example, a user may submit a resource-intensive ad hoc report request against a data store that needs to be
refreshed with new data. A scheduled workload that normally would take an hour to run may take several hours if it
has to compete with that report job. And, when all is done, the ad hoc report would be incorrect, because it is based
on old or incorrect data.

It is critical that ETL processes be coordinated with all batch jobs that are scheduled to run in the same time frame.
By placing ETL and BI within the broader enterprise scheduling context, IT can better manage resources and
resource conflicts. Modern schedulers meet this challenge with resource and queue management features that
include job limits and prioritization, resource locking, load balancing across servers, and automation of virtual
resource management for jobs running in a virtualized environment.

2010 Cisco and/or its affiliates. All rights reserved. This document is Cisco Public Information. Page 6 of 9
White Paper

Stop the Pain with Standardized, Automated Scheduling

Workflow Automation: A Real-World Example

Automated enterprise scheduling helps BI and batch operations staff address each of the pain points described
above. This capability is illustrated by the real-world example of a midsized pharmaceutical company based in the
United States that had successfully marketed a wide variety of branded and specialty generic products. As the
enterprise grew, so did the number of strategic initiatives that needed to be addressed to manage the growth of the
business. The company needed to increase its financial data warehousing capabilities to track direct sales and
financial performance and to closely monitor customer performance against contracts. Also, weekly reports were
required to be sent to an external field organization of hundreds of sales representatives.

Barriers to Success
The company discovered that too much manual processing was required to keep data flowing in a timely fashion. Not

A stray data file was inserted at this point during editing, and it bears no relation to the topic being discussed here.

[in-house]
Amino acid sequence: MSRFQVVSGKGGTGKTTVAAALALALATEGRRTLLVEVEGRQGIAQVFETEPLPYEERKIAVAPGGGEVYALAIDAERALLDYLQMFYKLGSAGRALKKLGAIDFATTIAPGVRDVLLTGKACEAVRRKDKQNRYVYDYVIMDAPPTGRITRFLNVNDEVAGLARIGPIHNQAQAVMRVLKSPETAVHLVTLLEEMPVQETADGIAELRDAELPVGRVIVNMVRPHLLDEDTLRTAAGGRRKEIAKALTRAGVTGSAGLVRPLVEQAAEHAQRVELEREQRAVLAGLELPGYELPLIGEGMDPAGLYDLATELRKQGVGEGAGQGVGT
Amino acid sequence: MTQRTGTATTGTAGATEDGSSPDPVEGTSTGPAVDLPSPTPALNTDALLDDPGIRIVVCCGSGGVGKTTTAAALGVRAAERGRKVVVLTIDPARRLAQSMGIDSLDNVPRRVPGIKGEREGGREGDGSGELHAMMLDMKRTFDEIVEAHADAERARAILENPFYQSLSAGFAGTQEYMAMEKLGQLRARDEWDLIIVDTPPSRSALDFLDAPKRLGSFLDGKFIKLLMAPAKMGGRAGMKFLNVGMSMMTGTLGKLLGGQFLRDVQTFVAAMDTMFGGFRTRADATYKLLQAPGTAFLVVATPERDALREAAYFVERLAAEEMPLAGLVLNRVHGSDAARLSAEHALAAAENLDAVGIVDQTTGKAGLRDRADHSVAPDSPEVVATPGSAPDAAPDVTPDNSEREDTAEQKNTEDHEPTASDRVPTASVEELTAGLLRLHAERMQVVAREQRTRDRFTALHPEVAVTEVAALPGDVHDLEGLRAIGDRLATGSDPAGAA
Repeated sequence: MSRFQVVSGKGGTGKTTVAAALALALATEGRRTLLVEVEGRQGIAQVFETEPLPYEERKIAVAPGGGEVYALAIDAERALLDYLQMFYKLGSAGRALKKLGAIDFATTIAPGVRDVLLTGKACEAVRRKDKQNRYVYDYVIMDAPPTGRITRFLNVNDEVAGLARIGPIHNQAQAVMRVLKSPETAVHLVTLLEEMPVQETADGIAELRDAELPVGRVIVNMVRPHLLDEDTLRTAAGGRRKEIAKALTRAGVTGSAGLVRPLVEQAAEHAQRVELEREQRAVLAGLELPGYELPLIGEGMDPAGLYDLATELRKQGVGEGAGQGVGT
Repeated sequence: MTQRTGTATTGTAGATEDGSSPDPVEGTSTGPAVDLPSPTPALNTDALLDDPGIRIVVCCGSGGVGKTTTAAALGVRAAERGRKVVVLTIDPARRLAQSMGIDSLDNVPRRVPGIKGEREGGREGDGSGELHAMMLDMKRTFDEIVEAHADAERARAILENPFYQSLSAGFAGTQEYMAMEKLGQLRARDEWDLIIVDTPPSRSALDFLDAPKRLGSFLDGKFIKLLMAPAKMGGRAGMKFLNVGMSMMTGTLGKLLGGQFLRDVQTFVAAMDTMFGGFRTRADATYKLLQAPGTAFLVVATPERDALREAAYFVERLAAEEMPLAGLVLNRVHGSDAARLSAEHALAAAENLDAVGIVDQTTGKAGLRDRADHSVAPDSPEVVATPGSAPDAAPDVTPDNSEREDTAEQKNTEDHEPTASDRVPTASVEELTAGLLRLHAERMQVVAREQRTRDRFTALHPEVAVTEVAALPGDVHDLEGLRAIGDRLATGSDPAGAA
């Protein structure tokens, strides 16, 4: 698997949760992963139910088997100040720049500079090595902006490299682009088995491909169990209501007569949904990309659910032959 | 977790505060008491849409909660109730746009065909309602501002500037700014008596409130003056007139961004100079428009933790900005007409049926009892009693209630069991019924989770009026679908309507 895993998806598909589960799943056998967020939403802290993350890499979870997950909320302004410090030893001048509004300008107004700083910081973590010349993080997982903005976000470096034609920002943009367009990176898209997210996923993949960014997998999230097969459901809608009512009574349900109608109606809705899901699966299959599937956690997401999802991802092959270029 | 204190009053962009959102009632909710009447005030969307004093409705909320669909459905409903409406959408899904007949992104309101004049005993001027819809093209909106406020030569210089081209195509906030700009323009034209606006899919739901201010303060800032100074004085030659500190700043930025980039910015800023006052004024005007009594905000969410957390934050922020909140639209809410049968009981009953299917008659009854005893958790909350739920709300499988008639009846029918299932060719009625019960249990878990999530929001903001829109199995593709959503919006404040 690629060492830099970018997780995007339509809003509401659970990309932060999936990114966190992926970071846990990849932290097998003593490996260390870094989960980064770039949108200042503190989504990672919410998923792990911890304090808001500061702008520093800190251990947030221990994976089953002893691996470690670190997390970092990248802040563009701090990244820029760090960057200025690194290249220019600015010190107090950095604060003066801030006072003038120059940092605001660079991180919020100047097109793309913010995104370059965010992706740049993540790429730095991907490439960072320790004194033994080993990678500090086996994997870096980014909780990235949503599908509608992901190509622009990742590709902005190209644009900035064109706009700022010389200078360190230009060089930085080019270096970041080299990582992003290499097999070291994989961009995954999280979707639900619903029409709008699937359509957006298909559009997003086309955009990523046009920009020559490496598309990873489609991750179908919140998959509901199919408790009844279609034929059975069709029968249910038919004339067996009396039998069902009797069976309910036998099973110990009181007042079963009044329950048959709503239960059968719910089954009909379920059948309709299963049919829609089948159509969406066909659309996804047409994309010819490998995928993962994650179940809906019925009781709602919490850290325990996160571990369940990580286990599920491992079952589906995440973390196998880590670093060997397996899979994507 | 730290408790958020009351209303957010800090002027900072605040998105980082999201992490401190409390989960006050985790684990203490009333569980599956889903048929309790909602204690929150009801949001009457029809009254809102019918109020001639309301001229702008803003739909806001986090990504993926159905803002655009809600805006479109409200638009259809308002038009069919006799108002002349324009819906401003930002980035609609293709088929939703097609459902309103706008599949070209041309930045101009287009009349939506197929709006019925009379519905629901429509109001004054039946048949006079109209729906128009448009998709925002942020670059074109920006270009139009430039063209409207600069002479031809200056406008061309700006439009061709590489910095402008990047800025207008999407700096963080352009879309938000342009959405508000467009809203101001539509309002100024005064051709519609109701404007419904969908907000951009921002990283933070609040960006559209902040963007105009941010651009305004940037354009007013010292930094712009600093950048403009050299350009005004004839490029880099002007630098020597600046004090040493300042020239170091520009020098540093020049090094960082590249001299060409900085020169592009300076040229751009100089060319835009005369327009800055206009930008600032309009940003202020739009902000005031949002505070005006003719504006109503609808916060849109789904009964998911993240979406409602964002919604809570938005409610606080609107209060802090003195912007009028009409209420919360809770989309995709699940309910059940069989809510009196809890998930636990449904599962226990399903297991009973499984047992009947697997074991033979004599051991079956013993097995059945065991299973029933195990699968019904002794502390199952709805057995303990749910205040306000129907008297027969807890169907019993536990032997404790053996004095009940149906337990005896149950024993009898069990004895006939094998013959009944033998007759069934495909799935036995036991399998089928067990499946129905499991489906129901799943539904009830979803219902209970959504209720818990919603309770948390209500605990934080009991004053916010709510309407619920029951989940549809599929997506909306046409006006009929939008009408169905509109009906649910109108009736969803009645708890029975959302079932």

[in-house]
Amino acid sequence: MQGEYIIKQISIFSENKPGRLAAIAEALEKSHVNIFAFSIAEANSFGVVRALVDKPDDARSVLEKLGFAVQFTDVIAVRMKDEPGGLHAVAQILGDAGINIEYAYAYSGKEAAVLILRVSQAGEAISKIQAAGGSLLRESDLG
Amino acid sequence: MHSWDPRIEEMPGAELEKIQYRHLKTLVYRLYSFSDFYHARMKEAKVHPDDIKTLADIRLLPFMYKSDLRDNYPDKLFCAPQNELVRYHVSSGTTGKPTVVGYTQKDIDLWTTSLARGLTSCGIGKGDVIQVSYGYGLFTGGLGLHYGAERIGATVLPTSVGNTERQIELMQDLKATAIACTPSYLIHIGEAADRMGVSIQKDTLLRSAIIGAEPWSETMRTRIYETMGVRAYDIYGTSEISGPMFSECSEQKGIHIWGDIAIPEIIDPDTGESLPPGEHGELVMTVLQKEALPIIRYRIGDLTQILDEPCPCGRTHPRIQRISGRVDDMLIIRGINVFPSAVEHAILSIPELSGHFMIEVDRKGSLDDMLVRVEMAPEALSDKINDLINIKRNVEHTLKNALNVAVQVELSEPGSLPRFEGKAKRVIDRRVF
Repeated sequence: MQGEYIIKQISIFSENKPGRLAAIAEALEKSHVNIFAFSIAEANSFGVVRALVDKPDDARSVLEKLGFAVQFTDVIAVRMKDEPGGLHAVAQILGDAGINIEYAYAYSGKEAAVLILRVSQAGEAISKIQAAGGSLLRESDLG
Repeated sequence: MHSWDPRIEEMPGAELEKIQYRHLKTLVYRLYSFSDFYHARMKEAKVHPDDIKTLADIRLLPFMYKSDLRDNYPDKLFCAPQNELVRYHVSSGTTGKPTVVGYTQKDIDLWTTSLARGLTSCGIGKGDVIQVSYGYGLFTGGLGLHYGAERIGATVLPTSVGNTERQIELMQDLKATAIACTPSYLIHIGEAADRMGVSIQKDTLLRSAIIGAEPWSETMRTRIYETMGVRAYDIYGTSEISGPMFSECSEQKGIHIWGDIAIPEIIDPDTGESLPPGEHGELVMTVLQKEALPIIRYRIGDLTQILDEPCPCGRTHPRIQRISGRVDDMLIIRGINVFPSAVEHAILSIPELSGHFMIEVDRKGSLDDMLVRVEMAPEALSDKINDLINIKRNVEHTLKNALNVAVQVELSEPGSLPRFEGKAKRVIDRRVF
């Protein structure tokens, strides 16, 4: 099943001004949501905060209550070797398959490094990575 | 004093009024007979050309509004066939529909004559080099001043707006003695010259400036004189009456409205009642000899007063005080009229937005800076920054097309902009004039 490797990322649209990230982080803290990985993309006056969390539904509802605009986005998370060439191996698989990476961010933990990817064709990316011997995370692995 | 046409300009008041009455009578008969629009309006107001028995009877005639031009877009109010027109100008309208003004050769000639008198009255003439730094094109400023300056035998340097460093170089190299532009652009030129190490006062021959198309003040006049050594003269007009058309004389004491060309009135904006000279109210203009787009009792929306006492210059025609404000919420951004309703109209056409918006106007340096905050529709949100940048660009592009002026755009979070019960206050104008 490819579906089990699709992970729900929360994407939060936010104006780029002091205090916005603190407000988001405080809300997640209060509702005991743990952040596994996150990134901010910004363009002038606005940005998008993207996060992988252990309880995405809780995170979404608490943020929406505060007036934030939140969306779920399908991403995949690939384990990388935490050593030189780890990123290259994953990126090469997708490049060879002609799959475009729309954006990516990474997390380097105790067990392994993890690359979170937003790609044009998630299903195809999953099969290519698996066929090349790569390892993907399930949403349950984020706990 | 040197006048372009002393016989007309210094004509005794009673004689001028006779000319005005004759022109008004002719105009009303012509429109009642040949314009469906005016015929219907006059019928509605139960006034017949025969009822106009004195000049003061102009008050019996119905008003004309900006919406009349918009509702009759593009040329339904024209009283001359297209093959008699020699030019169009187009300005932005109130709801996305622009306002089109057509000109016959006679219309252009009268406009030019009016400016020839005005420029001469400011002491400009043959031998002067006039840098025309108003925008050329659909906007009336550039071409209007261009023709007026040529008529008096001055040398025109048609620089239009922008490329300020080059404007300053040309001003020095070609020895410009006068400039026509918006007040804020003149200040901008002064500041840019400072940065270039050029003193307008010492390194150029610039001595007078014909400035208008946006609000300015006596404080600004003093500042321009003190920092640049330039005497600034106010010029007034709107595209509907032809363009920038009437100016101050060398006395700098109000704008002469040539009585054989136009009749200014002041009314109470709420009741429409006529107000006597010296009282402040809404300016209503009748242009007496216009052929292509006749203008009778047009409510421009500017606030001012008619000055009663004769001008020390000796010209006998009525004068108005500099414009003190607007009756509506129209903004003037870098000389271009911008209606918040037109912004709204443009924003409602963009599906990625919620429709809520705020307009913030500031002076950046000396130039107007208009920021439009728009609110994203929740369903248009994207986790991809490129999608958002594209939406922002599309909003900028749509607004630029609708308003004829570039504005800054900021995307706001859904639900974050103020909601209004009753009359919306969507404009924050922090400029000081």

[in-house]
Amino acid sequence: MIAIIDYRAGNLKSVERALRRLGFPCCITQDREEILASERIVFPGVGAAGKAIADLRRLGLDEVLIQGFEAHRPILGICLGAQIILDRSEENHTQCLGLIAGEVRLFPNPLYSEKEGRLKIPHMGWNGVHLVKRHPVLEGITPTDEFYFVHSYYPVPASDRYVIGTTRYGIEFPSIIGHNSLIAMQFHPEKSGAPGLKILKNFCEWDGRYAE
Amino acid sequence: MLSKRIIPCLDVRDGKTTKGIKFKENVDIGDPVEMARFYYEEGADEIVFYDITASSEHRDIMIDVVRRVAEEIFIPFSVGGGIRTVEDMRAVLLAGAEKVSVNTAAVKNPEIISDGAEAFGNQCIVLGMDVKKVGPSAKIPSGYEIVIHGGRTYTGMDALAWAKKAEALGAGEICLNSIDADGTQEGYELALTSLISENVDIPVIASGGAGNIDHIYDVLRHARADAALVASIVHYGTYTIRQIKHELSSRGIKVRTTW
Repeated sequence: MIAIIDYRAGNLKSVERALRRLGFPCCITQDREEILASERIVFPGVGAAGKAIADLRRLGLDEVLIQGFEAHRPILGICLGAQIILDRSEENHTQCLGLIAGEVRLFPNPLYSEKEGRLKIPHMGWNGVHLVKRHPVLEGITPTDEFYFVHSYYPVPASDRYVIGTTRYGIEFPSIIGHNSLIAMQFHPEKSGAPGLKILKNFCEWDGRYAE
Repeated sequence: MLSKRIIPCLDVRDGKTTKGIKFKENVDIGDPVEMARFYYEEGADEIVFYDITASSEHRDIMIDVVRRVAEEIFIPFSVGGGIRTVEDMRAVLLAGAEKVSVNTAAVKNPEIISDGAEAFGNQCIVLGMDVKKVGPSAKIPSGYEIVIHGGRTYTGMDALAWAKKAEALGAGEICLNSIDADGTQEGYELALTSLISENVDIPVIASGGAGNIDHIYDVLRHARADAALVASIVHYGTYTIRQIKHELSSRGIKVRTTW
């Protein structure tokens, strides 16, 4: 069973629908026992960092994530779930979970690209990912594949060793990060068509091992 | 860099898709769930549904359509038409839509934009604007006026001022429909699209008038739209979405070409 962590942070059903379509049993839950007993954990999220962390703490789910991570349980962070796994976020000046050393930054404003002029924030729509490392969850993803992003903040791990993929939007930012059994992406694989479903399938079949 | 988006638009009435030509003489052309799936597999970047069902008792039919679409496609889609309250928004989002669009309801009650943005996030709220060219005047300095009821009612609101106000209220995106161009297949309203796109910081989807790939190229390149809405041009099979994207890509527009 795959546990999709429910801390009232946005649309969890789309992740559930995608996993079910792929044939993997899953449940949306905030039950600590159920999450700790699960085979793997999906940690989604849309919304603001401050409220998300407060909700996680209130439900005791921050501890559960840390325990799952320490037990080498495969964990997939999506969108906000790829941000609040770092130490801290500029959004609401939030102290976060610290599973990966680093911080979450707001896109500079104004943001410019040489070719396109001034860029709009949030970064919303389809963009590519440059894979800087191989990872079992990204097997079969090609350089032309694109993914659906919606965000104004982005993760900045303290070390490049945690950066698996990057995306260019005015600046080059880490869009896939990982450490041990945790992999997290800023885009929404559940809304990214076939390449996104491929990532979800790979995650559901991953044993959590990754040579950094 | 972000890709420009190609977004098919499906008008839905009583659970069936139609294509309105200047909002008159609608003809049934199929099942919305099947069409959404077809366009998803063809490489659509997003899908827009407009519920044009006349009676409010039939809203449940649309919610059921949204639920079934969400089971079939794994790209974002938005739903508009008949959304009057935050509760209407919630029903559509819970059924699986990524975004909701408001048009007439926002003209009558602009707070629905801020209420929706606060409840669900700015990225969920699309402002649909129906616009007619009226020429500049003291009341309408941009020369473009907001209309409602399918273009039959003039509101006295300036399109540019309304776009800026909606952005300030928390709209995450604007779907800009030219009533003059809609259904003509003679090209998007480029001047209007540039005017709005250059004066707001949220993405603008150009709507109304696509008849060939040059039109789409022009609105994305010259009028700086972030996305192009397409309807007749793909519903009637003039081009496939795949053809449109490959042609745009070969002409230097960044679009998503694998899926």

only was the manual processing and troubleshooting frustrating and unrewarding for IT staff, but it also consumed all
the staffs available time. The company realized that to manage its growth, it would need a workflow automation
solution to free vital staff time. It actually had a number of schedulers running in different parts of the process stream,
but as is usually the case, each scheduler was unaware of what the others were doing.

The companys most important requirements for an automation solution were that it provide a single, end-to-end view
of all the processes running throughout the environment, automatically handle and resolve process dependencies,
and be easy to use.

Automated Solution Relieves the Pain

The centralized enterprise scheduler solution selected is easy to use and provides broad cross-platform, cross-
application support. The company believes that the time savings gained by refocusing IT resources on strategic
initiatives will continue to increase over time. It also believes that it will benefit from a high degree of control over and
operational stability of the environment as more and more processes are moved to the enterprise schedulers control.

The enterprise scheduler addresses all the companys IT challenges

Time: By implementing this automated solution, the company is looking at about a 20 percent reduction in the
time it takes IT to run jobs that include multiple steps. The centralized enterprise scheduling solution selected
was able to eliminate all of the arbitrary delays built into the system to avoid conflicts. Elimination of these
delays contributed to much more efficient throughput in workflow processes. This feature alone provided vital
business information much faster than before, thus decreasing the delivery times of mission-critical BI reports.
Errors: Because all dependencies can be incorporated into a schedule and because the enterprise scheduler
automatically tracks them and provides alerts and data about problems, bottlenecks, and a range of execution
errors, staff can quickly pinpoint issues and resume the processes without having to start them over again.